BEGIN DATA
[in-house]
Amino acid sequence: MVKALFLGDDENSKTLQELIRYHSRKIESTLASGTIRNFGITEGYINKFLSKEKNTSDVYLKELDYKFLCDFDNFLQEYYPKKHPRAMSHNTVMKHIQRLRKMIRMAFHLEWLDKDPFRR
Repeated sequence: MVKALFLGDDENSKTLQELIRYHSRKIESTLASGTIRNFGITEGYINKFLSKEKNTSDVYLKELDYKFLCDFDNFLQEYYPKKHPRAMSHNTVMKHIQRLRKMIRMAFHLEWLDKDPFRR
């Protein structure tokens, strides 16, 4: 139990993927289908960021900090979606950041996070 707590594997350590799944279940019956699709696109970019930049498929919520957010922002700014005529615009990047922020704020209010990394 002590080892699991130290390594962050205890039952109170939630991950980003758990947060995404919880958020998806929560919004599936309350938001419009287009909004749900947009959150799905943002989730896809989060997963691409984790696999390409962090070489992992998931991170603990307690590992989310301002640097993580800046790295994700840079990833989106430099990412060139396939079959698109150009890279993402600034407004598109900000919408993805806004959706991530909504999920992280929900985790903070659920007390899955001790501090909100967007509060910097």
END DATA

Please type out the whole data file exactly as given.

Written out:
[in-house]
Amino acid sequence: MVKALFLGDDENSKTLQELIRYHSRKIESTLASGTIRNFGITEGYINKFLSKEKNTSDVYLKELDYKFLCDFDNFLQEYYPKKHPRAMSHNTVMKHIQRLRKMIRMAFHLEWLDKDPFRR
Repeated sequence: MVKALFLGDDENSKTLQELIRYHSRKIESTLASGTIRNFGITEGYINKFLSKEKNTSDVYLKELDYKFLCDFDNFLQEYYPKKHPRAMSHNTVMKHIQRLRKMIRMAFHLEWLDKDPFRR
């Protein structure tokens, strides 16, 4: 139990993927289908960021900090979606950041996070 707590594997350590799944279940019956699709696109970019930049498929919520957010922002700014005529615009990047922020704020209010990394 002590080892699991130290390594962050205890039952109170939630991950980003758990947060995404919880958020998806929560919004599936309350938001419009287009909004749900947009959150799905943002989730896809989060997963691409984790696999390409962090070489992992998931991170603990307690590992989310301002640097993580800046790295994700840079990833989106430099990412060139396939079959698109150009890279993402600034407004598109900000919408993805806004959706991530909504999920992280929900985790903070659920007390899955001790501090909100967007509060910097």